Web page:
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Record volumes for US Southeast Coast ports

Photo: Georgia Ports Authority MegaMason_RailRoadPic_source_GeorgiaPortsAuthority.jpg
The resurgent market in the containership trades, particularly to the US West Coast have been well covered, but ports on the Southeast Coast are also faring well with record volumes.

Congestion has been an issue at the Panama Canal, covered in a recent Seatrade Maritime webinar with cargo bound for the East Coast also seeing an uptick. In the southeastern US, the Georgia Ports Authority (GPA), with ports at Savannah and in Brunswick, has reported surges in both container and ro-ro cargo.

In the month of October, container volumes at Savannah reached an all-time high of 464,095 teu, up 8.3% from the same month, a year earlier, and beating the previous monthly record of 441,600 teu in August 2020, in between the first and second waves of the pandemic. For the ro-ro trades, handled through Brunswick, was also setting a record- with October’s 78,772 units (includes vehicles and machinery).

The strength of ports is tied to their ability to reach into hinterlands. Savannah is now in the final stages of completing a new rail terminal that will be able to handle container trains of 10,000 feet in length, moving along two major rail lines, Norfolk Southern and CSX.

The executive director of GPA, Griff Lynch, has said: “When complete, Mason Mega Rail Terminal will not only double our rail lift capacity to 2m teu per year, it will increase our reach into the heartland with more frequent, direct service and unmatched reliability.” The port also has access to the motorway network, including the major north south artery I-95, and the east west I-16, a popular location for “Big Box” stores’ distribution centers and warehouses.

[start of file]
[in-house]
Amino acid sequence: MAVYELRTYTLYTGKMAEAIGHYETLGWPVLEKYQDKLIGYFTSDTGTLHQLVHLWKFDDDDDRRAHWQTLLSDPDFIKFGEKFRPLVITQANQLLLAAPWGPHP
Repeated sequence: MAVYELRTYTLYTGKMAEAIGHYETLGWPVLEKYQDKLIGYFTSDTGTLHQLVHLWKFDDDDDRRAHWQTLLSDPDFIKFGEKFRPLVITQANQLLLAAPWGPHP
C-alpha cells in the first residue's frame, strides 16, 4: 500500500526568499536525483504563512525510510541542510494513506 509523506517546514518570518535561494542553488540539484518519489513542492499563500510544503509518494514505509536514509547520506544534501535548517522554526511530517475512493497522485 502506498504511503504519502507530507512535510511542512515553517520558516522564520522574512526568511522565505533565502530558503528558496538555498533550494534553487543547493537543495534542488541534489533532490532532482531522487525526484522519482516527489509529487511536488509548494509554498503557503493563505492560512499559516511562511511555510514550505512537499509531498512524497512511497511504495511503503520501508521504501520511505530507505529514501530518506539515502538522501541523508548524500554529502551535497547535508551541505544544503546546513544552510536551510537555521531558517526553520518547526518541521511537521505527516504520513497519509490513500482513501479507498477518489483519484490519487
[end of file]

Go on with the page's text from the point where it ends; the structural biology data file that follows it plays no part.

The export side of the container business has also been a success story in Georgia- with exporters benefiting as more boxes have flowed into Savannah- taking cargo more typically associated with the breakbulk trades. According to GPA, the Port of Savannah exported more loaded containers than any other port in the country from January through May, with its Garden City Terminal handling a total of 593,195 teu of loaded export boxes during those months. Major commodities included cotton, woodpulp and kaolin clay.

Though forecasters have expressed concerns about container and ro-ro traffic if a feared “second wave” of the pandemic runs rampant, the 2020 situation has provided a pleasant surprise in the Southeast.


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